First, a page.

FOLCKS MILL - by John McGrain
This mill, which once stood on Elk Lick Run at the National Road (U. S. 40) northeast of Cumberland, was originally called Pleasant Mill and was owned by Thomas Beall of Ninian, who passed it on to his heirs in 1819. Jacob Hoblitzel acquired the place and he was mentioned as operating the mill about 1823 in the History of Allegany County, p.140. Hoblitzel died in 1830, and in the Cumberland Civilian of April 9, 1833, B. S. Pigman, acting as Trustee, advertised the property of the late Jacob Hoblitzel, including a brick merchant mill, a millrace, and a mill dam on Evitts Creek on the tracts Turkey Flight, Republican, and Good Cheer. The mill was near Cumberland on the road leading to Hagerstown, said Pigman. The new buyer proved to be John Folck (Deeds R:165). The mill next went to John Folck, Jr. John Folck, giving his address as Pleasant Mills near Cumberland, wrote a letter on orchard management to the editor of the American Farmer, 12 (May 1857): 337.
A small battle took place here on August 1, 1864, when General Kelly and some Cumberland citizens stood off 2,000 approaching Confederates, History of Allegany County, p. 120, 388. A photo in the Allegany County Historical Society shows the pockmarks of the skirmish in the mill facade; the photographer was Mary Ivolue Spear (Mrs. Walter J. Muncaster).
J. D. Rohrer was hired miller or tenant operator when he was mentioned at Pleasant Mills in the American Miller, 4 (September 1876): 78. L. D. Rohrer was tenant operator when the 1880 census of manufactures valued the mill at $7000 and listed 3 employees, 3 run of stones, 140 bu/diem maximum capacity. Two overshot wheels 6 ft broad used a 12-foot fall on Evitts Creek to develop 30 hp at 13 rpm. Output was 5000 bbl flour, 300 bbl rye, 167 tons meal, and 202 tons feed ($45,000). The sawmill with its one circular saw driven by a 10 hp overshot wheel 6 ft broad was idle 10 months of the year and cut 20,000 ft ($4000) per season.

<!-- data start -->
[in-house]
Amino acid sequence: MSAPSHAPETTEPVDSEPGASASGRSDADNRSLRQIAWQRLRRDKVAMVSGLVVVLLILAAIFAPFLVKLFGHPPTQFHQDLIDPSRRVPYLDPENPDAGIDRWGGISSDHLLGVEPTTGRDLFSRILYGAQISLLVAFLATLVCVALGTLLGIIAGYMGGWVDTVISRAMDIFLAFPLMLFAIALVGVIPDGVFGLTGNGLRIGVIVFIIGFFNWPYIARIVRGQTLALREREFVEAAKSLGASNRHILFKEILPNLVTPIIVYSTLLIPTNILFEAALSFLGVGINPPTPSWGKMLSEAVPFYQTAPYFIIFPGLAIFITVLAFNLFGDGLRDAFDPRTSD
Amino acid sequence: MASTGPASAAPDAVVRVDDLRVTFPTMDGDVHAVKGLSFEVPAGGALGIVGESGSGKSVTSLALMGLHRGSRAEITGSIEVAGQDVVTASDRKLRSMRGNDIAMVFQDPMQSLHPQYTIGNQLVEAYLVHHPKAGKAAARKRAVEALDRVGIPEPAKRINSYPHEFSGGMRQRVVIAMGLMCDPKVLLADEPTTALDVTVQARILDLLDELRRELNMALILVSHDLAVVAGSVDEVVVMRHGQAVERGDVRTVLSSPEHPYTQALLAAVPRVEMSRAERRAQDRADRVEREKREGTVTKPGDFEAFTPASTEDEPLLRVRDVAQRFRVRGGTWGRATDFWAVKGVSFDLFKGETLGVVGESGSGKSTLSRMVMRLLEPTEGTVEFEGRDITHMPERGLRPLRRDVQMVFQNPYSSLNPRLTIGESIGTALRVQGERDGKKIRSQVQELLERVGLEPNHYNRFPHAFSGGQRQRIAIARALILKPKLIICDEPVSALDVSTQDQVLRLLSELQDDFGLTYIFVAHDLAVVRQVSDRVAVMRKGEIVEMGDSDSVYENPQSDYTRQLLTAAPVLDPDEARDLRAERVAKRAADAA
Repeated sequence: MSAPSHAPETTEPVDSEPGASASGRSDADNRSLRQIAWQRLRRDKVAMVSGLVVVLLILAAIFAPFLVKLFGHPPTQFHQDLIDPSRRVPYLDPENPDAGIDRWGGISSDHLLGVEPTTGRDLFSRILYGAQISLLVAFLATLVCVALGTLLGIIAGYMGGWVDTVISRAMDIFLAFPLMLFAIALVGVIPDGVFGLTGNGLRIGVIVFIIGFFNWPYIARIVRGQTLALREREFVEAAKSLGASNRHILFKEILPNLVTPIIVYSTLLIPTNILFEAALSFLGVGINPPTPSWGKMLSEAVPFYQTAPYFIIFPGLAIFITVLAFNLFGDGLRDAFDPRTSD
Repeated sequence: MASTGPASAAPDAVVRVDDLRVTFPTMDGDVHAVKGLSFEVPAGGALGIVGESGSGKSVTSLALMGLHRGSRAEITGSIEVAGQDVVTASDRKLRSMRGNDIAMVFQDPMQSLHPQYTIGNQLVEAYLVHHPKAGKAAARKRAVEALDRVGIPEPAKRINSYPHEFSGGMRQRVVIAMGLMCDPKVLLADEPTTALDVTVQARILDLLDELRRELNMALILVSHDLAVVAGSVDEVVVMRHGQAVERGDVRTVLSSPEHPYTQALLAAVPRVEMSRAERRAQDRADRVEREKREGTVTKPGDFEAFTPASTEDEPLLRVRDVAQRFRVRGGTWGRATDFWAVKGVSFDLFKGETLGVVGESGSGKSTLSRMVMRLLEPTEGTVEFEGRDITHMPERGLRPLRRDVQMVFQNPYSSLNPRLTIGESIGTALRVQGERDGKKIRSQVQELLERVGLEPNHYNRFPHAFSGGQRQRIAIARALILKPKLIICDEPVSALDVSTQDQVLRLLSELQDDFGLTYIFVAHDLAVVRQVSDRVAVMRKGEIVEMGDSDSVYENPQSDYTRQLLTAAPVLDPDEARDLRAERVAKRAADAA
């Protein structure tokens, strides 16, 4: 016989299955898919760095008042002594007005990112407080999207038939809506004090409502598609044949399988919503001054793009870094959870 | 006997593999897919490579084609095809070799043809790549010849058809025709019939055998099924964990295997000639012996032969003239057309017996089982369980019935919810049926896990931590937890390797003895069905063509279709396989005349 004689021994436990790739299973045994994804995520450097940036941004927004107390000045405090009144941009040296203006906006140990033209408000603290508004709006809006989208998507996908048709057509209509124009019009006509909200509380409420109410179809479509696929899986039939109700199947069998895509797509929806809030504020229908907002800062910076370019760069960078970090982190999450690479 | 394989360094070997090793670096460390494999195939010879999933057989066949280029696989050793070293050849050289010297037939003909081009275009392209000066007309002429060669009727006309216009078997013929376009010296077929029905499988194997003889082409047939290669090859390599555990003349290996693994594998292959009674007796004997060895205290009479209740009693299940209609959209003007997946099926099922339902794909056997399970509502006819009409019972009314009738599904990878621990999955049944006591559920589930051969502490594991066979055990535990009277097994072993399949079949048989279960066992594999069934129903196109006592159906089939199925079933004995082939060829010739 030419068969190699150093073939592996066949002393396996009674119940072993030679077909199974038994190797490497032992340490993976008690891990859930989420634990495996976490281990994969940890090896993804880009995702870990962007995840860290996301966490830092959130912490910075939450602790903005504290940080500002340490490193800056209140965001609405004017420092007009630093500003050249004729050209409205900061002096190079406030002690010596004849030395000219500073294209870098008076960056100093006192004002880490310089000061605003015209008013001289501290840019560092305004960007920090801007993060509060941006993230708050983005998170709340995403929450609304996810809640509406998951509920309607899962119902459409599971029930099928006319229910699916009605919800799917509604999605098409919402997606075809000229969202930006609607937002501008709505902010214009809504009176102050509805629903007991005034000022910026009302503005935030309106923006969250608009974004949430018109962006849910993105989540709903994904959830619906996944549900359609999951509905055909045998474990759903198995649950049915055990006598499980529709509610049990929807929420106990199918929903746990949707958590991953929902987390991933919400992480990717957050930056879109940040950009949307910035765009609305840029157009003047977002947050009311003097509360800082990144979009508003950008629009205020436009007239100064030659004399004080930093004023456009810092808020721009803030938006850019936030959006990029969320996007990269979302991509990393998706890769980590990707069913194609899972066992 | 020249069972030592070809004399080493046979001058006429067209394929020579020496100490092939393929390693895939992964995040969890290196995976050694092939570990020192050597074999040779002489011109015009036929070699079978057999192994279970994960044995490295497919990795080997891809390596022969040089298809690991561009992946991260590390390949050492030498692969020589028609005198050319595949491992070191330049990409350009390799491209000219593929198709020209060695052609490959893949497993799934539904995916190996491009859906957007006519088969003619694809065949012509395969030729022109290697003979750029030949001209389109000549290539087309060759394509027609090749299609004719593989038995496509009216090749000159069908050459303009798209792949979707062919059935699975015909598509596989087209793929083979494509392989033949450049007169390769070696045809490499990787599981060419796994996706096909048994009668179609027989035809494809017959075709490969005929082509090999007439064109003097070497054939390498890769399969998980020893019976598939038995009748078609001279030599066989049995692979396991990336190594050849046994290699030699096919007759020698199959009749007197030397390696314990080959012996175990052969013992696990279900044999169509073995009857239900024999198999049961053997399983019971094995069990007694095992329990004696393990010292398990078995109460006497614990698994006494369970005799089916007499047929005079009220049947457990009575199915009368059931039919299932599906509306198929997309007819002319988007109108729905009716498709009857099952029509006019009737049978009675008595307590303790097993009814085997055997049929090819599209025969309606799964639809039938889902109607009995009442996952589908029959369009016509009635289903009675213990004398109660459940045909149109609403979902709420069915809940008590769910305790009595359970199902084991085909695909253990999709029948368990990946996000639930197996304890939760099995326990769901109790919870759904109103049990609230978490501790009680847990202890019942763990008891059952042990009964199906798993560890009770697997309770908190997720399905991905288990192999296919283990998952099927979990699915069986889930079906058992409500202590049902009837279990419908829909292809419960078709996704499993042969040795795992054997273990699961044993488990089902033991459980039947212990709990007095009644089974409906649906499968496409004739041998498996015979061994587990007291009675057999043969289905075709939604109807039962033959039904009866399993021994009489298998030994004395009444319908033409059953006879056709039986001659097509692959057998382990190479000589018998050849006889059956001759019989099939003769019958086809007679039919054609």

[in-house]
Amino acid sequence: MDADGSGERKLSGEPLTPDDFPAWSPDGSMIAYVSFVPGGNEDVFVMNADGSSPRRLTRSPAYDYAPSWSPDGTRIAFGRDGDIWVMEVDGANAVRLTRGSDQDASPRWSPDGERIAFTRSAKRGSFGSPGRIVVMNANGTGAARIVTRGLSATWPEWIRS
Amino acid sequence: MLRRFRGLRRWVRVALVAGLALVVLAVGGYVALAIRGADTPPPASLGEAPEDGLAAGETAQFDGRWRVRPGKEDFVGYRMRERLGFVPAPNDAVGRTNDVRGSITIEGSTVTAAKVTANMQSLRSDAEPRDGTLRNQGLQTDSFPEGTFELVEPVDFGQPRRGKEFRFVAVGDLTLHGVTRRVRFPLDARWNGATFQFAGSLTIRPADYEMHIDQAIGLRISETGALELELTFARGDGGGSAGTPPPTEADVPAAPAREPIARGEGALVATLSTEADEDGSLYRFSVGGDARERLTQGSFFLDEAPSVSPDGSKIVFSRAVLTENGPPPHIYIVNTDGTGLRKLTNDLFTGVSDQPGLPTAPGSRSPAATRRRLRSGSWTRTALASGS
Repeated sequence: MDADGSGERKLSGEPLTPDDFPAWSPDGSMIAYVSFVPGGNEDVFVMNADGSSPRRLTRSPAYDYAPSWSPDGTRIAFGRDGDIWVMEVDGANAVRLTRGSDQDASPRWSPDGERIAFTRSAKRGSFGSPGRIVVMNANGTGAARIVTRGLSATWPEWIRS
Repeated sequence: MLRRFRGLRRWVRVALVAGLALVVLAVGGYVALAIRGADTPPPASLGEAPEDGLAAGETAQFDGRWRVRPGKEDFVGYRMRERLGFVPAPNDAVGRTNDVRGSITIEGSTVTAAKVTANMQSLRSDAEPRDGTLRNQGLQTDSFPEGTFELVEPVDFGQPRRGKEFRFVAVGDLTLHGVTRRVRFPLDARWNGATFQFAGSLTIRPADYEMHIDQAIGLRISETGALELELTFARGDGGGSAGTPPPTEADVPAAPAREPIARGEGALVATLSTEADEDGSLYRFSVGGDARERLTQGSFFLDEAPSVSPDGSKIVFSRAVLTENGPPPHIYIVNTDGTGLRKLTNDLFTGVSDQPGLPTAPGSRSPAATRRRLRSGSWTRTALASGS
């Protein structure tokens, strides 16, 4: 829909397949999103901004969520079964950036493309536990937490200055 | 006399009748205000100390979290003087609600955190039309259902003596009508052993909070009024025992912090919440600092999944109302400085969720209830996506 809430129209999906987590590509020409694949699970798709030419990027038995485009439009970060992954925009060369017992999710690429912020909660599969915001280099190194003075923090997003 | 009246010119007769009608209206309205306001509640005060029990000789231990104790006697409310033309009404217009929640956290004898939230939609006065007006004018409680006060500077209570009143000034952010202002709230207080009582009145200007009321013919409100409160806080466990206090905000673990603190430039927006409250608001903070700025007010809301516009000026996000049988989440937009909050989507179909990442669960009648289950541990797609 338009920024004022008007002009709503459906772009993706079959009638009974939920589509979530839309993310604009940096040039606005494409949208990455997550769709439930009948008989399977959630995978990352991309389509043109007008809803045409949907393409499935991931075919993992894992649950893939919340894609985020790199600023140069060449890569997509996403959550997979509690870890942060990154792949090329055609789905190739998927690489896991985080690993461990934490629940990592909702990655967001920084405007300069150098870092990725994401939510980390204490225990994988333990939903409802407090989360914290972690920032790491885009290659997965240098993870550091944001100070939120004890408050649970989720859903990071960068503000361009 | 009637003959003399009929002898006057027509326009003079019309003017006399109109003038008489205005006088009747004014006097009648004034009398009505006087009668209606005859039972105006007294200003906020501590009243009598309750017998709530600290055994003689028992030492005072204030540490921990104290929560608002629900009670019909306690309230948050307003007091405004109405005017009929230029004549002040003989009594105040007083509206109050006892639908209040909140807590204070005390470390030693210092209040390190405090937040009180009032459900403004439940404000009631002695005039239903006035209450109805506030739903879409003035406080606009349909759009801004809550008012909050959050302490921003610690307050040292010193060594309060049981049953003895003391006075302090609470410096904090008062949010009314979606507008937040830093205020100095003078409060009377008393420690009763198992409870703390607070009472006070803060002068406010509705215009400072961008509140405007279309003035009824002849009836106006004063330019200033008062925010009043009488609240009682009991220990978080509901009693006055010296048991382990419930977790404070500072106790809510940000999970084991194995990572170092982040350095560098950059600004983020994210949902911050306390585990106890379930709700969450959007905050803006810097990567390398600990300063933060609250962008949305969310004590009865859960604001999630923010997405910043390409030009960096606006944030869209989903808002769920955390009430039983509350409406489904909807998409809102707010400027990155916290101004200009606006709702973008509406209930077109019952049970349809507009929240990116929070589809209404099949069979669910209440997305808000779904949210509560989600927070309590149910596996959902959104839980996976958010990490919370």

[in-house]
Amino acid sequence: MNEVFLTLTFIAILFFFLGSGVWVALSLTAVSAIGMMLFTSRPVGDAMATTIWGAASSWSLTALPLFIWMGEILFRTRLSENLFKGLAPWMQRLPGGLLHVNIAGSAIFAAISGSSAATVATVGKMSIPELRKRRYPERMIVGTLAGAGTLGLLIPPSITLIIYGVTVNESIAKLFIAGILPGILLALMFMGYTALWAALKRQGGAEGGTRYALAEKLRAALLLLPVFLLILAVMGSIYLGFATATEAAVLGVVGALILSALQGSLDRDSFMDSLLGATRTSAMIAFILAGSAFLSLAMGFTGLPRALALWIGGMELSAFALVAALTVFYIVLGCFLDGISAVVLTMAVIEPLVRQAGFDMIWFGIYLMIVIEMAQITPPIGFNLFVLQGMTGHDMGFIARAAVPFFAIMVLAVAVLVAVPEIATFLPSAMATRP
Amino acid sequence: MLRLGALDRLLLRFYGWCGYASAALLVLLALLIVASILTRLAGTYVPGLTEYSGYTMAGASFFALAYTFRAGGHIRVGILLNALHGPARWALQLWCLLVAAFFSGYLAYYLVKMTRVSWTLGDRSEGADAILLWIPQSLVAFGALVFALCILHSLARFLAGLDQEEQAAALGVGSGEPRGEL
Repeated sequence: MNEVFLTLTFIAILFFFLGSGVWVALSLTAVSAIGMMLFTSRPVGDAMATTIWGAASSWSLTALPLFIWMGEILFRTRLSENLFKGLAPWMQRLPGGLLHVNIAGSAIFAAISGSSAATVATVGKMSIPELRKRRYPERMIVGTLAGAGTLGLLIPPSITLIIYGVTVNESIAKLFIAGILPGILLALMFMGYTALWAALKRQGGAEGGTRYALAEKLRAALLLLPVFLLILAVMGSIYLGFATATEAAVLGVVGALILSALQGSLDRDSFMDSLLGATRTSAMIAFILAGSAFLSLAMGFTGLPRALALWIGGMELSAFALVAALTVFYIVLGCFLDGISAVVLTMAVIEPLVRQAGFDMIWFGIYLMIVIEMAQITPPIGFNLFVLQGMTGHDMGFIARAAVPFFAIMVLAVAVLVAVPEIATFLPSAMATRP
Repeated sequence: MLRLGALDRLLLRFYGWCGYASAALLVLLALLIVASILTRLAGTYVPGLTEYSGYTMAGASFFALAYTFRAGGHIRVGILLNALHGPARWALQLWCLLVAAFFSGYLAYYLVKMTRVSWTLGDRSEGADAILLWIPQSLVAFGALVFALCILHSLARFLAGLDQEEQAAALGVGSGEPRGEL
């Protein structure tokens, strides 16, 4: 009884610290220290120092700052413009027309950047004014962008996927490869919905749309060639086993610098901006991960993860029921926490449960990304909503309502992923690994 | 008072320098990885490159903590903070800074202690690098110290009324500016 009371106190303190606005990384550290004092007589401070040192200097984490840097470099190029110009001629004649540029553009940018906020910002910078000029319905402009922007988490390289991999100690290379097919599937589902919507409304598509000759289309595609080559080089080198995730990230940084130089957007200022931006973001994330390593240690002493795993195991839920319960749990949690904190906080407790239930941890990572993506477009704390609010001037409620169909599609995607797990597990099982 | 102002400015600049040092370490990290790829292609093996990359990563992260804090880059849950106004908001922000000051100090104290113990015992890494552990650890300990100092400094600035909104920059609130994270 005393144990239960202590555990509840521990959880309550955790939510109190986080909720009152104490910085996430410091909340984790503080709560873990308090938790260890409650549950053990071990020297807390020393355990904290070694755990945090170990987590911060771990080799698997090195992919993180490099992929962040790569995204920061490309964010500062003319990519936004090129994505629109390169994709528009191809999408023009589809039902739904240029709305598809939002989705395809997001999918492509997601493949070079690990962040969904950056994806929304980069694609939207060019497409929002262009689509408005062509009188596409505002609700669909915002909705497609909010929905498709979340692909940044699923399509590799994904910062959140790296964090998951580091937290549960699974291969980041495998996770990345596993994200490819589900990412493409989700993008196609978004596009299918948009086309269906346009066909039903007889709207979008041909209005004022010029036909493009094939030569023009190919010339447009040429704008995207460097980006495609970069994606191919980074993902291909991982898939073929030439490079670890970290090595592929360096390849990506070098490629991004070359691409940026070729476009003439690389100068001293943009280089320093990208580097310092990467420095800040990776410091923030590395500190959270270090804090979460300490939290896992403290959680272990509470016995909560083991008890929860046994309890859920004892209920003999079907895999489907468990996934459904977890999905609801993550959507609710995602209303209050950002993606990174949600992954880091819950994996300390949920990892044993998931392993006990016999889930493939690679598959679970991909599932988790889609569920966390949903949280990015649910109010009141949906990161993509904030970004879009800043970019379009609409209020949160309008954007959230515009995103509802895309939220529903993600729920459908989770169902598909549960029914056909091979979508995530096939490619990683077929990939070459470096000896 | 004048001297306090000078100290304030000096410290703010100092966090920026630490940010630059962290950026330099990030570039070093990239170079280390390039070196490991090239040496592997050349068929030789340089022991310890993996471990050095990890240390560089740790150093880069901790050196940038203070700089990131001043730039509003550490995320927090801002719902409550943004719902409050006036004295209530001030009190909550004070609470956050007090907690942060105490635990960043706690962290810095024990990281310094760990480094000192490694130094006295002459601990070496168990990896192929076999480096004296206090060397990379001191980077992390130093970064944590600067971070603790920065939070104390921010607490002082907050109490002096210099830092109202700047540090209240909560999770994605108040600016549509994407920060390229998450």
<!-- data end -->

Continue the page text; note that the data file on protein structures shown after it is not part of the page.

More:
The Cumberland Daily News of March 18, 1882, reported that Mrs. Annie Philips, "while visiting Beall's Mills on the Baltimore Pike with her father ... had her dress caught in the cog wheels. Fortunately, the gearing broke and she was saved from a horrible fate. The print of the cog wheels was left on her person, but she was not seriously injured."
D. B. Hoblitzel was listed as miller here in 1882 by History of Western Maryland, p. 1432. John Folck sold the mill to Charles A. and William O. Wolfe in 1894. After acquiring title, the Wolfe brothers only ran it briefly. (The Wolfe family were listed in the City of Cumberland and Allegany County, 1895-96 directory.)
Constructed possibly in the early 19th century, the mill was about 2 miles NE of Cumberland. Shown as Wolfe's Mill on the 1953 topographic map, it was later impacted by widening U.S. 40, but a foundation survived per a study by the Maryland Historical Trust. The site, known as Naves Cross Road, opposite the Shrine Country Club is marked by a State historical roadside marker commemorating the battle. It had been a 2-1/2-story building of hand-fired brick on a one-story stone foundation. Its historic Site Number is AL-III-C-040.
The text was provided by John McGrain. The recent photograph of the remains of the mill was taken by Al Feldstein.
Allegany County (Md.), History. Civil War, 1861-1865; Cumberland (Md.), History, Civil War, 1861-1865.
Cumberland (Md.), 1864